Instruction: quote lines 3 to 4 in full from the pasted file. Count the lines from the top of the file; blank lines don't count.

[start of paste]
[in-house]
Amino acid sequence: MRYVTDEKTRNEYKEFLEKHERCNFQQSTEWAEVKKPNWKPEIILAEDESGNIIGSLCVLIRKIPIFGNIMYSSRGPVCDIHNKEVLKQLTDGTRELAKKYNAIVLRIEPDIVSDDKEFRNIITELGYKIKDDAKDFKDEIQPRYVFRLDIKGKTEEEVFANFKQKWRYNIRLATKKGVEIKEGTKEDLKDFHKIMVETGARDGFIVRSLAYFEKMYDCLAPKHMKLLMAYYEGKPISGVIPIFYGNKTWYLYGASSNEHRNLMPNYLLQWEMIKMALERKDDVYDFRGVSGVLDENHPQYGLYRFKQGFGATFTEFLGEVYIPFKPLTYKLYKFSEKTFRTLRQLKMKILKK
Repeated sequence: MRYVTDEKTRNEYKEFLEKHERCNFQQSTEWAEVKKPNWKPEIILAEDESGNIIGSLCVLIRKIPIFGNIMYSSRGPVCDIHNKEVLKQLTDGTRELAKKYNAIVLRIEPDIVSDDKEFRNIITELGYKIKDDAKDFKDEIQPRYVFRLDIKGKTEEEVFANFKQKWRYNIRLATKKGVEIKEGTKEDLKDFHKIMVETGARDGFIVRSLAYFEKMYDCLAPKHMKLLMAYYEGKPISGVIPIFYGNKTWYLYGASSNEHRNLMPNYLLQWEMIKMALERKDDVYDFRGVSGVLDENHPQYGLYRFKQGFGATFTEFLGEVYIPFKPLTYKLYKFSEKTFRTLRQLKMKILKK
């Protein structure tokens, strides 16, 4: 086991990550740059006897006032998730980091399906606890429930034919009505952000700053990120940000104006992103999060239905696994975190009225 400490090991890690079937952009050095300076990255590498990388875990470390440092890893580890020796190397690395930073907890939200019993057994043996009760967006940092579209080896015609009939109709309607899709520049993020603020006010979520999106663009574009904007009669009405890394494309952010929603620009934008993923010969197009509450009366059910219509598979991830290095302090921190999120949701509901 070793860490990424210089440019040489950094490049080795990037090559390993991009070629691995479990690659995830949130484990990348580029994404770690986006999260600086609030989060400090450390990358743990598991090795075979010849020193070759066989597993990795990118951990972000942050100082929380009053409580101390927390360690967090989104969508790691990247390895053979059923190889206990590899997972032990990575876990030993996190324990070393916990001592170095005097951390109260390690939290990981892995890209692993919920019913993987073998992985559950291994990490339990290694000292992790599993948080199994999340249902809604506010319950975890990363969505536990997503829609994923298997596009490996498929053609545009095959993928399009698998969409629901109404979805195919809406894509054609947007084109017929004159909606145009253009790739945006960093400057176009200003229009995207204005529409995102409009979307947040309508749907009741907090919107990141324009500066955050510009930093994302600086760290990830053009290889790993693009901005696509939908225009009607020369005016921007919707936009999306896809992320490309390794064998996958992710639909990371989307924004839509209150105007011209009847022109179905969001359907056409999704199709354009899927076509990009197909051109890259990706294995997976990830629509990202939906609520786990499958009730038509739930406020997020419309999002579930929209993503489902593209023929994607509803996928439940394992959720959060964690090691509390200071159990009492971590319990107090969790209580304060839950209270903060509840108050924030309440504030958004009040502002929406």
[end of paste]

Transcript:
Repeated sequence: MRYVTDEKTRNEYKEFLEKHERCNFQQSTEWAEVKKPNWKPEIILAEDESGNIIGSLCVLIRKIPIFGNIMYSSRGPVCDIHNKEVLKQLTDGTRELAKKYNAIVLRIEPDIVSDDKEFRNIITELGYKIKDDAKDFKDEIQPRYVFRLDIKGKTEEEVFANFKQKWRYNIRLATKKGVEIKEGTKEDLKDFHKIMVETGARDGFIVRSLAYFEKMYDCLAPKHMKLLMAYYEGKPISGVIPIFYGNKTWYLYGASSNEHRNLMPNYLLQWEMIKMALERKDDVYDFRGVSGVLDENHPQYGLYRFKQGFGATFTEFLGEVYIPFKPLTYKLYKFSEKTFRTLRQLKMKILKK
């Protein structure tokens, strides 16, 4: 086991990550740059006897006032998730980091399906606890429930034919009505952000700053990120940000104006992103999060239905696994975190009225 400490090991890690079937952009050095300076990255590498990388875990470390440092890893580890020796190397690395930073907890939200019993057994043996009760967006940092579209080896015609009939109709309607899709520049993020603020006010979520999106663009574009904007009669009405890394494309952010929603620009934008993923010969197009509450009366059910219509598979991830290095302090921190999120949701509901 070793860490990424210089440019040489950094490049080795990037090559390993991009070629691995479990690659995830949130484990990348580029994404770690986006999260600086609030989060400090450390990358743990598991090795075979010849020193070759066989597993990795990118951990972000942050100082929380009053409580101390927390360690967090989104969508790691990247390895053979059923190889206990590899997972032990990575876990030993996190324990070393916990001592170095005097951390109260390690939290990981892995890209692993919920019913993987073998992985559950291994990490339990290694000292992790599993948080199994999340249902809604506010319950975890990363969505536990997503829609994923298997596009490996498929053609545009095959993928399009698998969409629901109404979805195919809406894509054609947007084109017929004159909606145009253009790739945006960093400057176009200003229009995207204005529409995102409009979307947040309508749907009741907090919107990141324009500066955050510009930093994302600086760290990830053009290889790993693009901005696509939908225009009607020369005016921007919707936009999306896809992320490309390794064998996958992710639909990371989307924004839509209150105007011209009847022109179905969001359907056409999704199709354009899927076509990009197909051109890259990706294995997976990830629509990202939906609520786990499958009730038509739930406020997020419309999002579930929209993503489902593209023929994607509803996928439940394992959720959060964690090691509390200071159990009492971590319990107090969790209580304060839950209270903060509840108050924030309440504030958004009040502002929406």